Washington State on Monday fired soccer coach Nick Rolovich and four of his assistants for denying a state mandate to vaccinate all employees against COVID-19, making him the first major college coach to lose his job due to vaccination status .
Washington Governor Jay Inslee, a Democrat, had set a deadline of Monday for thousands of state employees, including the Cougars coach, to be vaccinated against the coronavirus. Rolovich requested a religious exception.
Defensive coordinator Jake Dickert will be appointed acting coach and his first game will be at home against BYU on Saturday, the school said late Monday.
“This is a daunting day for our football program,” said sporting director Pat Chun in a statement. “Our priority was and will be the health and well-being of the young men on our team.”
Rolovich was not immediately available for comment.
Rolovich, 42, was the highest paid government employee with an annual salary of more than $ 3 million on a contract through 2025. He had said he would not get vaccinated but did not give his reasons. He was the only unvaccinated head coach in the Pac-12 and had worn a mask during games.
The university announced that the assistant coaches Ricky Logo, John Richardson, Craig Stutzmann and Mark Weber were also dismissed for refusing to vaccinate.
Across the country, many college football coaches have campaigned publicly for vaccination, including Clemson’s Dabo Swinney and Alabama’s Nick Saban. Mississippi coach Lane Kiffin said it was irresponsible not to get vaccinated and bragged that his team was 100% vaccinated.
Many coaches have spoken out about their teams’ high vaccination rates, although schools are not required to share those numbers.
Unlike last season when COVID-19 cases swept through big college football and games were postponed and canceled on a weekly basis, no games had to be postponed due to a COVID-19 outbreak.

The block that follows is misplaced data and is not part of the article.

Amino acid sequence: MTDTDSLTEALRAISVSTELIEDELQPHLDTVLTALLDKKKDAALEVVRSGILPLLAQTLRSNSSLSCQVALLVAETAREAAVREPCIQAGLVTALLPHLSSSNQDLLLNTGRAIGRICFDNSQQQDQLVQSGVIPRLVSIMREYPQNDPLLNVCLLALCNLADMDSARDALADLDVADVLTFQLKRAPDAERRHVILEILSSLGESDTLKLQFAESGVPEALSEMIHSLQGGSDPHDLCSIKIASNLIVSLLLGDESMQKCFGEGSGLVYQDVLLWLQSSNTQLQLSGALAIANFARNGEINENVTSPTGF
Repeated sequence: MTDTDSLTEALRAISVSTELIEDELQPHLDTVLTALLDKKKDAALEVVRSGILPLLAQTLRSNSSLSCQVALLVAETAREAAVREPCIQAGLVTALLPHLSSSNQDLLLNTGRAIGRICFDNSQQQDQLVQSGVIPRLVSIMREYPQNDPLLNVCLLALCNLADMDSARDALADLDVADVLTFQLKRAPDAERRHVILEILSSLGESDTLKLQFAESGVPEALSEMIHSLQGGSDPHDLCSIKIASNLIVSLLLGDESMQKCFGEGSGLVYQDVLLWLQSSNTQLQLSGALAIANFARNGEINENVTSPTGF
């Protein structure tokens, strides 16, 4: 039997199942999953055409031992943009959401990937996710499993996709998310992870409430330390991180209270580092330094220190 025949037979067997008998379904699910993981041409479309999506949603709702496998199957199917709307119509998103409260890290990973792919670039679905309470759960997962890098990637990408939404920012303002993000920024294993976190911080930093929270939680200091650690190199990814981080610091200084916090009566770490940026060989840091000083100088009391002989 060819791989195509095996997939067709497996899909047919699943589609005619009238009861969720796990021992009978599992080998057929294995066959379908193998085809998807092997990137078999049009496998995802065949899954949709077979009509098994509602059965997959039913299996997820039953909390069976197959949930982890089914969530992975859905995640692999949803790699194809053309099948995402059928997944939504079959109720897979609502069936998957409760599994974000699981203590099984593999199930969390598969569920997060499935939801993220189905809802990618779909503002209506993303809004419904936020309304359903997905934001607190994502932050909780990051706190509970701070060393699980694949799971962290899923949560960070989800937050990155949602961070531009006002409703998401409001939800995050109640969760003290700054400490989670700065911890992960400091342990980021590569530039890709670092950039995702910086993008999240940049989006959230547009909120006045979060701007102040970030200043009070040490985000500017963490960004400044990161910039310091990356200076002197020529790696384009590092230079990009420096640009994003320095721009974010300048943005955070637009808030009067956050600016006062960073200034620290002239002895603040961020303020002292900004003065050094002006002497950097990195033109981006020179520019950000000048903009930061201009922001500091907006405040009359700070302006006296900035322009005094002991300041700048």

Hiring from Hawaii two years ago after Mike Leach left for Mississippi, Rolovich led Washington State to a 1-3 Pac-12 record in a 2020 season suspended because of the pandemic. Washington State have won their last three games and are 4-3 this season, including a 34-31 win over Stanford last Saturday. He finished with a 5-6 record on the Pullman campus in southeast Washington.
Rolovich announced in July that he would not be vaccinated and therefore would not be able to attend Pac-12 media day in person.
In mid-August, he said he wanted to comply with the new vaccination mandate for every civil servant, but repeatedly declined to say how.
After weeks of refusing to reveal his plans, Rolovich confirmed on October 9 that he was seeking a religious exemption from the mandate. He did not specify his religious beliefs.
Rolovich had to demonstrate a sincere religious belief in his exemption request that prevented him from getting vaccinated. The application was submitted to a committee which examined the applications without knowing the names of the applicants.
To continue exercising, Rolovich had to get the religious exemption and also get Chun to determine that Rolovich can do his job while keeping the public safe. In addition to his coaching work, Rolovich ran a youth football program and participated in promotional and fundraising events.
Rolovich was fired for cause, meaning the university won’t have to honor the rest of his contract, although lawsuits over the decision are likely. The Washington state sports division is currently facing a deficit of more than $ 30 million.
Dickert is in his sophomore season as Washington State Defensive Coordinator, joining Pullman after three seasons in Wyoming. He was not a head coach before.
Washington State President Kirk Schulz said nearly 90% of WSU staff and 97% of students had been vaccinated.
The vaccine problem has been leaked all season, dividing Washington state fans and creating an ongoing distraction.
During the season, the players stood up for their coach. Quarterback Jayden de Laura told a part-time reporter after Saturday’s win: âStop hating Rolo. We love him.”
Wide receiver Travell Harris praised Rolovich as a “player-coach” after the game.
“He’s a coach we all love to play for,” said Harris.
AP College Football writer Ralph D. Russo contributed to this report.